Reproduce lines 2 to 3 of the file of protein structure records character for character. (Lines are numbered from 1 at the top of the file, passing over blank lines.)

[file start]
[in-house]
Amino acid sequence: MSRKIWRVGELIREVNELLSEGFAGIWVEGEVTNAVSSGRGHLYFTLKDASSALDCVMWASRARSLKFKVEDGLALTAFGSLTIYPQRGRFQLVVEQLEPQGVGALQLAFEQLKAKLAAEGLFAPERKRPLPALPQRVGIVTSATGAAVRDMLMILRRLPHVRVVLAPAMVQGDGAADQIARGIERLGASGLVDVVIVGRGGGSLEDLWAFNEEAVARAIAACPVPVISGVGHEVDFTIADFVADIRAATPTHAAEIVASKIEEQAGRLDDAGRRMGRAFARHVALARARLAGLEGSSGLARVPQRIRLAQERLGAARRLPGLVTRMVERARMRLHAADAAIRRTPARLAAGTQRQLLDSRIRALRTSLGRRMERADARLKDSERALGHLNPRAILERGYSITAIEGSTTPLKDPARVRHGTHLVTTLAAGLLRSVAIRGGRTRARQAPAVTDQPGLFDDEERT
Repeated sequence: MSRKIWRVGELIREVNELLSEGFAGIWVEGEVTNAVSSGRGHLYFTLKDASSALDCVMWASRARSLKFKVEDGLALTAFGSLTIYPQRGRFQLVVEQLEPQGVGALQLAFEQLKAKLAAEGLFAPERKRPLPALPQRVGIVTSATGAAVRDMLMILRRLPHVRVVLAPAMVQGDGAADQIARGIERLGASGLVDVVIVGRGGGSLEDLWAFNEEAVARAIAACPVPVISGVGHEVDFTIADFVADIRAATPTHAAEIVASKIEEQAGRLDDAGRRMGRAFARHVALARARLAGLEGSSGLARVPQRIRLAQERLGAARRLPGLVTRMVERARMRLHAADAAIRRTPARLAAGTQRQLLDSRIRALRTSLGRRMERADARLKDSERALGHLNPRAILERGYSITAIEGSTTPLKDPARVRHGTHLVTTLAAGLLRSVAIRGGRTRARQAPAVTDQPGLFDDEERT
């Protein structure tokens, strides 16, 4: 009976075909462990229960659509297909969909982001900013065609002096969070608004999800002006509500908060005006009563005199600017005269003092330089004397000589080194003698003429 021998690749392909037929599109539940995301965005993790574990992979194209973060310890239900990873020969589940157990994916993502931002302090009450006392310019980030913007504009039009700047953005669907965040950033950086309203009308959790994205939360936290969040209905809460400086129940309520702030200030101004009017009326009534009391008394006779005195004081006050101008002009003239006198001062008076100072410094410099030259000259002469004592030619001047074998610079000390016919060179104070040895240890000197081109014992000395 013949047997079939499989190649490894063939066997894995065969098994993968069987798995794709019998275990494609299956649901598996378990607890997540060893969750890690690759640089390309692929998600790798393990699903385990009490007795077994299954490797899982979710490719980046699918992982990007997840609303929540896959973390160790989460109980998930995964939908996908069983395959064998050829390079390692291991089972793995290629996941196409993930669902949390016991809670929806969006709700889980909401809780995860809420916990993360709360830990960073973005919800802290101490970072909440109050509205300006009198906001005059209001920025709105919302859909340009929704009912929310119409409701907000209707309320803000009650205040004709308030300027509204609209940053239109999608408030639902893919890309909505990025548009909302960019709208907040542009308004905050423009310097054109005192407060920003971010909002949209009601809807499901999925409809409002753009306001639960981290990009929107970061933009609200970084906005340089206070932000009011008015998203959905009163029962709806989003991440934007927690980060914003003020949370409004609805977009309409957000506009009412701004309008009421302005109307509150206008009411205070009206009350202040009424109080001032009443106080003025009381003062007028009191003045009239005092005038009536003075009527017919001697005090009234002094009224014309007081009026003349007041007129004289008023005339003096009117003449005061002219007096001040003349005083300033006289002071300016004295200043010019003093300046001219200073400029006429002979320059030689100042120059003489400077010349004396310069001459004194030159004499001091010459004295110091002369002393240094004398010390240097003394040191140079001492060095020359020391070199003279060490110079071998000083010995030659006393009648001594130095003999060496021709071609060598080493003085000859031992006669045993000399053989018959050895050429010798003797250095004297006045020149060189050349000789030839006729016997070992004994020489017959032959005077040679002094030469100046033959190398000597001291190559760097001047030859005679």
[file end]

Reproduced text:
Amino acid sequence: MSRKIWRVGELIREVNELLSEGFAGIWVEGEVTNAVSSGRGHLYFTLKDASSALDCVMWASRARSLKFKVEDGLALTAFGSLTIYPQRGRFQLVVEQLEPQGVGALQLAFEQLKAKLAAEGLFAPERKRPLPALPQRVGIVTSATGAAVRDMLMILRRLPHVRVVLAPAMVQGDGAADQIARGIERLGASGLVDVVIVGRGGGSLEDLWAFNEEAVARAIAACPVPVISGVGHEVDFTIADFVADIRAATPTHAAEIVASKIEEQAGRLDDAGRRMGRAFARHVALARARLAGLEGSSGLARVPQRIRLAQERLGAARRLPGLVTRMVERARMRLHAADAAIRRTPARLAAGTQRQLLDSRIRALRTSLGRRMERADARLKDSERALGHLNPRAILERGYSITAIEGSTTPLKDPARVRHGTHLVTTLAAGLLRSVAIRGGRTRARQAPAVTDQPGLFDDEERT
Repeated sequence: MSRKIWRVGELIREVNELLSEGFAGIWVEGEVTNAVSSGRGHLYFTLKDASSALDCVMWASRARSLKFKVEDGLALTAFGSLTIYPQRGRFQLVVEQLEPQGVGALQLAFEQLKAKLAAEGLFAPERKRPLPALPQRVGIVTSATGAAVRDMLMILRRLPHVRVVLAPAMVQGDGAADQIARGIERLGASGLVDVVIVGRGGGSLEDLWAFNEEAVARAIAACPVPVISGVGHEVDFTIADFVADIRAATPTHAAEIVASKIEEQAGRLDDAGRRMGRAFARHVALARARLAGLEGSSGLARVPQRIRLAQERLGAARRLPGLVTRMVERARMRLHAADAAIRRTPARLAAGTQRQLLDSRIRALRTSLGRRMERADARLKDSERALGHLNPRAILERGYSITAIEGSTTPLKDPARVRHGTHLVTTLAAGLLRSVAIRGGRTRARQAPAVTDQPGLFDDEERT